Tutorial

Real-time insights from Azure Databricks jobs with Stream Analytics and Power BI

The Azure Databricks Spark engine has capabilities to ingest, structure and process vast quantities of event data, and use analytical processing and machine learning to derive insights from the data at scale. Power BI can be used to visualize the data and deliver those insights in near-real time.

Streaming data can be delivered from Azure Databricks to Power BI using Event Hubs and Stream Analytics. Event Hubs allows massive stream processing and can also be used to deliver the data to other consumers. Stream Analytics includes a complex event processing engine which can be used to structure the data for consumption, for example, averaging sensor values over time windows or automatically detecting anomalies.

Walkthrough

Simple End-to-end flow

We will create a simple Databricks streaming job generating random temperature data for a number of sites.

In the Azure Portal, create a new Event Hubs namespace with the Basic pricing tier and all options as default.

Under the Event Hubs namespace, go to the Event Hubs pane and create a new Event Hub named temperatures with all options as default.

This is the correct screen to add a Shared access policy
This is the wrong screen – DO NOT create a policy under the Event Hubs Instance! If you find yourself in this screen, navigate one level up in the breadcrumbs.

Under the Event Hubs namespace, go to the Shared access policies pane and add a new policy named SendFromDatabricks with Send privilege.

Navigate to the newly created policy and copy the primary connection string.

Create a new Databricks cluster with all options as default.

Create a library in your Azure Databricks workspace using the Maven coordinate com.microsoft.azure:azure-eventhubs-spark_2.11:2.3.9, and attach the library to your cluster.

Create a new Scala Notebook and enter the following code. Replace MYSERVICEBUSCONNECTIONSTRING with the Service Bus connection string.

 import org.apache.spark.eventhubs.{ ConnectionStringBuilder, EventHubsConf }
import org.apache.spark.sql.streaming.Trigger
val connectionString = ConnectionStringBuilder("MYSERVICEBUSCONNECTIONSTRING")
.setEventHubName("temperatures")
.build
val eventHubsConfWrite = EventHubsConf(connectionString)
val inputDf = spark.readStream
.format("rate")
.option("rowsPerSecond", 10)
.load()
inputDf.createOrReplaceTempView("stream")
val resultDf = spark.sql("select to_json(struct(value as row_id, string(int(RAND()*10)) as site_id, int(RAND() * 100)/10 + CASE WHEN RAND()>0.99 THEN 20 ELSE 0 END as temperature)) as body from stream")
val query =
resultDf
.writeStream
.option("checkpointLocation", "/tmp/eventhub-pbi-tutorial-cp")
.format("eventhubs")
.outputMode("append")
.options(eventHubsConfWrite.toMap)
.start()

Run the cell. Expand the streaming job to view statistics.

In the Azure Portal, create a new Stream Analytics job with all options as default. In the Inputs pane, create a new input named eventhub and select your Event Hub. Click Save.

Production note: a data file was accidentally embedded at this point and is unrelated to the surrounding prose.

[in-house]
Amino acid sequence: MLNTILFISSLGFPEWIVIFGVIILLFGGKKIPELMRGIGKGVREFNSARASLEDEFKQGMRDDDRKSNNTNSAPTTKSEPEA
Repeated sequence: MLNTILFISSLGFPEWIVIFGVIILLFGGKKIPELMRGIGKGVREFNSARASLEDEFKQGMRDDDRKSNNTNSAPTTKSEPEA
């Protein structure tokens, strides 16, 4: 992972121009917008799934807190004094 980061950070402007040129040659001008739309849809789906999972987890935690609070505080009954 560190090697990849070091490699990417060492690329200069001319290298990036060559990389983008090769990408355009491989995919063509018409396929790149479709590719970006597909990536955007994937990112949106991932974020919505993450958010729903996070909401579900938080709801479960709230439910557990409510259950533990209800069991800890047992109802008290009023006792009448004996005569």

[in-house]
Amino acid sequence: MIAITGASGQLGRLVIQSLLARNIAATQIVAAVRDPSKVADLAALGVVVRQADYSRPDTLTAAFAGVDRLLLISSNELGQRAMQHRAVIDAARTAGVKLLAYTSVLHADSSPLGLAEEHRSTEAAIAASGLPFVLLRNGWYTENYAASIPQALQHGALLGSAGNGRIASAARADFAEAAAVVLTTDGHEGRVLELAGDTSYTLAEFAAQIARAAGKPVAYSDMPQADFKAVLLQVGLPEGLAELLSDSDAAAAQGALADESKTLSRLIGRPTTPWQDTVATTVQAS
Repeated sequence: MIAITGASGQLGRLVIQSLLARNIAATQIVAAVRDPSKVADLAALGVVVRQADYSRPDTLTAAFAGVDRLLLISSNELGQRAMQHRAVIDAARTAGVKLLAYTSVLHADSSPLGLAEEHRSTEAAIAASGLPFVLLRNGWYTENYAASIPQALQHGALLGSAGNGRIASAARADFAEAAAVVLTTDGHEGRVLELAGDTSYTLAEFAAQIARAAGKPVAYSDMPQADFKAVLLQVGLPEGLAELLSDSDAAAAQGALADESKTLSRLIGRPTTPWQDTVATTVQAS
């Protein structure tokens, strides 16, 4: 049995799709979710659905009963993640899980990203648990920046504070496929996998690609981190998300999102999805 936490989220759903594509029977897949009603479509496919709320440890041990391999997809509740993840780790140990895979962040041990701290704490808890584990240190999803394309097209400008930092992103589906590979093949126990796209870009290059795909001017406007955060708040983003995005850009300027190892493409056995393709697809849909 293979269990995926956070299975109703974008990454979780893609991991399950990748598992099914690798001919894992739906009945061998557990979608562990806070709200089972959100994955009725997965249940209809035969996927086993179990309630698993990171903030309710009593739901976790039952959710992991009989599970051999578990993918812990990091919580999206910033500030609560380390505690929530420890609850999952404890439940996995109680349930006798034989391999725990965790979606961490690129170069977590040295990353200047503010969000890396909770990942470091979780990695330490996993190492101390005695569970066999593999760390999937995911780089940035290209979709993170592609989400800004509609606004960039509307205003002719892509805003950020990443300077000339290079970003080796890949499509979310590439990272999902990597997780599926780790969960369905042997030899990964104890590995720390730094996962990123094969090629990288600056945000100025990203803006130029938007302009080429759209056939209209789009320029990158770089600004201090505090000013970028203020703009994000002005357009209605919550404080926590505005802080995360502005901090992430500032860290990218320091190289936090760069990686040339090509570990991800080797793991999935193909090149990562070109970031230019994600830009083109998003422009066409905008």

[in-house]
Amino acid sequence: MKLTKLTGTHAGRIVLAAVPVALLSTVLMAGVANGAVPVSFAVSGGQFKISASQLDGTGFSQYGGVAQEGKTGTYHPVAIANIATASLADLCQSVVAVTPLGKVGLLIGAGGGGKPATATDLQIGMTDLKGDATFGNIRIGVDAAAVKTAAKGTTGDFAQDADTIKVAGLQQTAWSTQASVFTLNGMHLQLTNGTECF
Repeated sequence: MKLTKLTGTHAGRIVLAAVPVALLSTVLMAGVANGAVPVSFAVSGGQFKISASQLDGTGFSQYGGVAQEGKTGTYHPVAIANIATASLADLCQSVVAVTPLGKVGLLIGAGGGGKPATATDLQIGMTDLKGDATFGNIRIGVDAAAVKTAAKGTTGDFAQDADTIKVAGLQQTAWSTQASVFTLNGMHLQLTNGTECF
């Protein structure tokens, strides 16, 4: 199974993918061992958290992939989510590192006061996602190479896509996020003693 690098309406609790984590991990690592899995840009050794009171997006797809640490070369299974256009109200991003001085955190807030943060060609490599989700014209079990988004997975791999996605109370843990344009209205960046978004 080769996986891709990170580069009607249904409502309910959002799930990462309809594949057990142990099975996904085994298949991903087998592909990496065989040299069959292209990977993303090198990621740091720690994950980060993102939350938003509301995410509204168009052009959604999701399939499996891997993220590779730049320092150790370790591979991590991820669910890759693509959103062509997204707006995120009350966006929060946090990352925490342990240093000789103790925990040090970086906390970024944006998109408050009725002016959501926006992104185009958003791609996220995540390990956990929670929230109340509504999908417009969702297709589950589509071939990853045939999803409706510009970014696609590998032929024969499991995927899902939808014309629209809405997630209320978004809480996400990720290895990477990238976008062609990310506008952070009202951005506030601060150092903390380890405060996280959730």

In the Outputs pane, create a new output named powerbi . Click Authorize, go through the authorization process. Select My workspace and enter walkthrough as dataset name and temperatures as table name. Click Save.

In the Query pane, enter the following query and click Save.

SELECT
*
INTO
[powerbi]
FROM
[eventhub]

In the Overview pane, click Start and start the job.

Log in to Power BI Service at https://powerbi.com. Navigate to My Workspace and to Datasets. Locate the walkthrough dataset.

Under ACTIONS, click the first icon (Create report). Select the Line chart visual and check the EventEnqueuedUtcTime and temperature columns.

Click the Pin icon on the Line chart to add the visual to a dashboard. Save the report when prompted, and select a new Dashboard. Enter a name and save. Navigate to the Dashboard and view the streaming data in real time.

Anomaly Detection

The Databricks job is set up so that one in hundred temperature measurements on average are anomalously high. Azure Stream Analytics includes an an-built anomaly detection capability. Let us now change the Stream Analytics job definition to detect the anomalies automatically.

In the Azure Stream Analytics job Overview pane, click Stop to stop the job. Wait until the job is stopped.

In the Output panes, click on the Power BI dataset and change the dataset name to walkthroughWithAnomaly. Click Save.

In the Query pane, change the query definition to the following:

WITH AnomalyDetectionStep AS
(
SELECT
*,
AnomalyDetection_SpikeAndDip(CAST(temperature AS float), 99, 150, 'spikesanddips')
OVER(PARTITION BY site_id LIMIT DURATION(second, 600)) AS SpikeAndDipScores
FROM [eventhub]
)
SELECT
*,
CAST(GetRecordPropertyValue(SpikeAndDipScores, 'Score') as FLOAT) AS
SpikeAndDipScore,
CAST(GetRecordPropertyValue(SpikeAndDipScores, 'IsAnomaly') AS BIGINT) AS
IsSpikeAndDipAnomaly
INTO [powerbi]
FROM AnomalyDetectionStep

In Power BI, navigate to Datasets, locate the walkthroughWithAnomaly dataset. Add a filter for site_id and select one site. Generate visuals to view both the temperature and anomaly detection flag and/or score. You can experiment with the parameters in the AnomalyDetection_SpikeAndDip function of the Stream Analytics job to find the best settings.

Alexandre Gattiker
Data & AI Architect at Microsoft, open source fan
https://cloudarchitected.com

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